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Vika Rose's story

‘We’re going to get you. We’re going to fuck you stupid.’

That’s what two Victorian schoolboys said at a sports tournament in Tasmania in the mid-1970s. Billeted with students at a Hobart school, they’d targeted 15-year-old Vika Rose, and threatened her relentlessly at a playing field.

Vika felt uncomfortable, but ‘I didn’t worry about it because I had all of my fellow students around’, she says.

A little later that year, Vika and her classmates headed across Bass Strait to watch the VFL Grand Final in Melbourne.

‘After the game, we decided to go to the bottle shop. Myself and one of the boys got all this alcohol and took it back to the hostel.’

None of the supervising teachers were present.

‘I got drunk for the first time, and it wasn’t good. So I went back to my room.’

She crashed out – and woke to a nightmare. The Victorian youths had turned up to renew acquaintance with their Hobart host and had learned Vika was present.

‘I woke up and the two boys were in the room, and the rape had already started. I can remember telling them to get off me … I came to at another stage and they’re still doing it.’

Vika’s fellow students came in into the room at one point, but failed to do anything to stop the assault.

‘I had to be sick. I managed to get up and go into the bathroom.’ The youths followed and raped Vika again. ‘I went back to my bed – and it just went on. That’s when the other students were there, though I can’t really remember who was there in the room …

‘The boys, they took turns … At one stage – I don’t know how I’m supposed to say this – they talked about anal sex. It was just horrible.’

At daybreak, Vika woke once more feeling dirty and very sore. One of the supervising teachers arrived. ‘He sat on the bed and talked with me about how stupid it was to get alcohol. And that was about it.’

She believes the teacher had heard about the attack. ‘I knew that he knew more then, that he didn’t mention it. And I was left to feel responsible because of the alcohol, that if we hadn’t consumed it then this wouldn’t have happened.’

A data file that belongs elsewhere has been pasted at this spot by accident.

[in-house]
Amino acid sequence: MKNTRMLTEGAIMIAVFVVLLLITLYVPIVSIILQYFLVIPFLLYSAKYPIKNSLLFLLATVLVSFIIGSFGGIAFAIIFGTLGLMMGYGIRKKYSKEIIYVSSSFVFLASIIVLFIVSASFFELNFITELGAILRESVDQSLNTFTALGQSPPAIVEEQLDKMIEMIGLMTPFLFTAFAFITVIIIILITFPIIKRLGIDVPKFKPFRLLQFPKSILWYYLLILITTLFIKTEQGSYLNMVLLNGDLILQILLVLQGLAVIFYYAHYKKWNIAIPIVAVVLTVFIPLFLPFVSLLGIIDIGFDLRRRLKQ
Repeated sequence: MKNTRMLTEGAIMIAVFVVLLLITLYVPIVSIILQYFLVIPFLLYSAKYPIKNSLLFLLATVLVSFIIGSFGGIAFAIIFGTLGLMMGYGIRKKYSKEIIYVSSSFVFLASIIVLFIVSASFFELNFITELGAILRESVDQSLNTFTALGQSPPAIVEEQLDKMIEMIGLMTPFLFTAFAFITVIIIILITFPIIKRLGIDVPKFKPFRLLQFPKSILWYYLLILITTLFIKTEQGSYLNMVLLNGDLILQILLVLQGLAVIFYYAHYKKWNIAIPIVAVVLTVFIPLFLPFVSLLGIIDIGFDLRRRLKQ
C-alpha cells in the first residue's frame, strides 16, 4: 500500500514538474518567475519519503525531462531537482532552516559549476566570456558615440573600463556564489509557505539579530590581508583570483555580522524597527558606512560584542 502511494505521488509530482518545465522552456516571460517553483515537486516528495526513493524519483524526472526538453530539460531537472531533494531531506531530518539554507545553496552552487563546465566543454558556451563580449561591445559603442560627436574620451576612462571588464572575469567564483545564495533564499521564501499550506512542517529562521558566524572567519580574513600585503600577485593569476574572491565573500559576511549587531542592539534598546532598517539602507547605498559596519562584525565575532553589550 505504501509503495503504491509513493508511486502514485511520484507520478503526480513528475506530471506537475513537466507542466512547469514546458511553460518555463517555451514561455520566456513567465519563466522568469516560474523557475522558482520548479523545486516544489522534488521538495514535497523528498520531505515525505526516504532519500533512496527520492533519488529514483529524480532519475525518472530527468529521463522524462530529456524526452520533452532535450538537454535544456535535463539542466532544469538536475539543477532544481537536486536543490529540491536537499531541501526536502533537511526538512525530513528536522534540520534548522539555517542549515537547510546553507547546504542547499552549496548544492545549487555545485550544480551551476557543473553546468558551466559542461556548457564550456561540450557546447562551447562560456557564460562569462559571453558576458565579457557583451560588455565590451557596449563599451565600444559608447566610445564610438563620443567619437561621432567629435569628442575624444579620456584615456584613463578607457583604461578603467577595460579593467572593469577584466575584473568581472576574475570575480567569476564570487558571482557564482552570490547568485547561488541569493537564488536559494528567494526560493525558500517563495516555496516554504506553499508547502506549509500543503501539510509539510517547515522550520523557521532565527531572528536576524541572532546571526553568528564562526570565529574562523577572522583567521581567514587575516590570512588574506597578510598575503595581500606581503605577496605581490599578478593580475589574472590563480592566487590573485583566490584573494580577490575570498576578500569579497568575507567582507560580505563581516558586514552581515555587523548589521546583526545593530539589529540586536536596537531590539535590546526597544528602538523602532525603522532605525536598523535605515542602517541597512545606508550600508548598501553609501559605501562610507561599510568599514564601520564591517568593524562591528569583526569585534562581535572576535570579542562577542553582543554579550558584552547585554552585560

Vika faced a dilemma. ‘My mum had just started working at the school. I worried that if I said anything, she’d lose her job. So after we got back to Hobart, I didn’t tell Mum, I didn’t report it to the school or the police. I told nobody.’

This didn’t make what happened disappear. ‘I’d been a good student, I had dreams of what I wanted to do as an adult, I’d always been interested in architecture, archeology, teaching – and those chances had just been ripped out.’

Vika left school that year and didn’t pursue any further education. Sleep became difficult and she has attempted suicide several times, the first time shortly after the rape. She has spent time in psychiatric hospitals and is on medication for depression and anxiety. Maintaining employment is hard: ‘Jobs – three years is the longest I’ve spent …’

Vika decided not to have children because she didn’t want to have a daughter who could be abused, nor a son who could abuse someone.

‘My relationships with men, the longest one was three years, and that ended in failure. They all ended badly … I’m in my mid-50s and my entire life has been a mess. And this all started from that night in Melbourne.’

When the Royal Commission was announced, Vika was moved to approach the Department of Education. There was no reply to her letter outlining the story. Instead, to her anger and despair, the issue was passed on without her consent. ‘Instead of receiving a letter or a phone call or an email from them, I got a letter from Tasmanian police.’

The police interviewed Vika, then handed the matter over to their Victorian counterparts, who tried but couldn’t positively identify the offenders. Vika herself has long tried to bury their identities. ‘I pushed all of the names out of my head. It’s trying to remember what I don’t want to remember … The police action is pretty much at an end.’

Vika says teachers need to know what to do if they are aware a student has been sexually abused. And a dedicated government arm should be established to hear stories like hers. ‘When bad things happen, you’ve got somewhere to go.’

Otherwise, victims can feel stuck. ‘Since this happened, I’ve never had the chance to grow up. I’ve always been this 15-year-old girl who was saving her mum’s job.’

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